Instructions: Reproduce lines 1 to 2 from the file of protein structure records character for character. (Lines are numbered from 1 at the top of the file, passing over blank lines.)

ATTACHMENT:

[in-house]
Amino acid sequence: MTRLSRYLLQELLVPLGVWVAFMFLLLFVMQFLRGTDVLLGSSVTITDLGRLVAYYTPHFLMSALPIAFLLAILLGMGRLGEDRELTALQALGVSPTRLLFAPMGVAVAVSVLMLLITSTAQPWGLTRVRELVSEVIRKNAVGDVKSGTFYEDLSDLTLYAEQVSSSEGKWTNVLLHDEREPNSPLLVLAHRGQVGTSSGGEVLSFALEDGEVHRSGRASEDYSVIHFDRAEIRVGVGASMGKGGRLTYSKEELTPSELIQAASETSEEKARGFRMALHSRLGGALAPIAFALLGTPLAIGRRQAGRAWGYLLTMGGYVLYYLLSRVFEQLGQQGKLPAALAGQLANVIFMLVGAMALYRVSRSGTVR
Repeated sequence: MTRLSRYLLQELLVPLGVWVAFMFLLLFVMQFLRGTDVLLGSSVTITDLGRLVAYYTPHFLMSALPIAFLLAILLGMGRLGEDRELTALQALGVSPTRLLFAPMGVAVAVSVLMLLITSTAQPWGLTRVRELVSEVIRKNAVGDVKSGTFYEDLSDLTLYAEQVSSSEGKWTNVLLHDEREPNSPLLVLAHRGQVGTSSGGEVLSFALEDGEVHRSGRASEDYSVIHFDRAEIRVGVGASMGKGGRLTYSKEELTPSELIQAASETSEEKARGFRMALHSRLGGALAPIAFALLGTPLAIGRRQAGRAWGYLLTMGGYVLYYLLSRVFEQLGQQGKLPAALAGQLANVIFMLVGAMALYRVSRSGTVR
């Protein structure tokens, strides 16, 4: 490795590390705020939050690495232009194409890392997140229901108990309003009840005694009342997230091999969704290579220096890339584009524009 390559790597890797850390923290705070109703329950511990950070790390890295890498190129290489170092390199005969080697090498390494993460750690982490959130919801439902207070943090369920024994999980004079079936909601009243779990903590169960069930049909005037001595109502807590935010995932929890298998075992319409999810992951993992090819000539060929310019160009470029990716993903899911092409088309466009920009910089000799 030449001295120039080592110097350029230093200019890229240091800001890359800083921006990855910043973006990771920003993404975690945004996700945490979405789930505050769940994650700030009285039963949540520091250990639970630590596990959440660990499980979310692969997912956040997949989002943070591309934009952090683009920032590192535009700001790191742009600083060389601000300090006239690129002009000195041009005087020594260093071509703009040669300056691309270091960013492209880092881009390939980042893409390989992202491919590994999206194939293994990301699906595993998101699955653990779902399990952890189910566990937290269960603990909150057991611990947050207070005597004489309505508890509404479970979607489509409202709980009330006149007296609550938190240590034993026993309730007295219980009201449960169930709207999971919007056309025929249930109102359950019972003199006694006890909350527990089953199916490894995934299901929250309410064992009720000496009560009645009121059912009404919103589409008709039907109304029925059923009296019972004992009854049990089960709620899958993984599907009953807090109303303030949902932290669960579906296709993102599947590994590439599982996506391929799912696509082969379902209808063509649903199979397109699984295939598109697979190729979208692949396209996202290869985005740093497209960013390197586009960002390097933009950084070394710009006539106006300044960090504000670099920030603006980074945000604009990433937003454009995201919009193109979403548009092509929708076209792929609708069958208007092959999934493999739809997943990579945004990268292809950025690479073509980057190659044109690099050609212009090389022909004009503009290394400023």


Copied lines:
[in-house]
Amino acid sequence: MTRLSRYLLQELLVPLGVWVAFMFLLLFVMQFLRGTDVLLGSSVTITDLGRLVAYYTPHFLMSALPIAFLLAILLGMGRLGEDRELTALQALGVSPTRLLFAPMGVAVAVSVLMLLITSTAQPWGLTRVRELVSEVIRKNAVGDVKSGTFYEDLSDLTLYAEQVSSSEGKWTNVLLHDEREPNSPLLVLAHRGQVGTSSGGEVLSFALEDGEVHRSGRASEDYSVIHFDRAEIRVGVGASMGKGGRLTYSKEELTPSELIQAASETSEEKARGFRMALHSRLGGALAPIAFALLGTPLAIGRRQAGRAWGYLLTMGGYVLYYLLSRVFEQLGQQGKLPAALAGQLANVIFMLVGAMALYRVSRSGTVR